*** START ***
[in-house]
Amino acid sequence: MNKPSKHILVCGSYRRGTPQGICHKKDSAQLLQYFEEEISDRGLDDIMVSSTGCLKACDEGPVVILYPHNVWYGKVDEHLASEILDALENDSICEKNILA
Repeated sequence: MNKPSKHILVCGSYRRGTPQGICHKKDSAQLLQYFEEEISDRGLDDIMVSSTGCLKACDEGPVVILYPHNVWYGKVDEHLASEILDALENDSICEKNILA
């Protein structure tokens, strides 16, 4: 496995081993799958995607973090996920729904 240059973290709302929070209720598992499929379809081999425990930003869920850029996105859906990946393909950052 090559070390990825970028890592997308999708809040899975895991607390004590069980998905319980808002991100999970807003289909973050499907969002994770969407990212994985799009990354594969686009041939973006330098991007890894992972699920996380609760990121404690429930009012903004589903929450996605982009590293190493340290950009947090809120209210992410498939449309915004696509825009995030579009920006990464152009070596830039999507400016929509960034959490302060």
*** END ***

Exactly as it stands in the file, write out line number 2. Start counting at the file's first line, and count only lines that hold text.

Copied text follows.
Amino acid sequence: MNKPSKHILVCGSYRRGTPQGICHKKDSAQLLQYFEEEISDRGLDDIMVSSTGCLKACDEGPVVILYPHNVWYGKVDEHLASEILDALENDSICEKNILA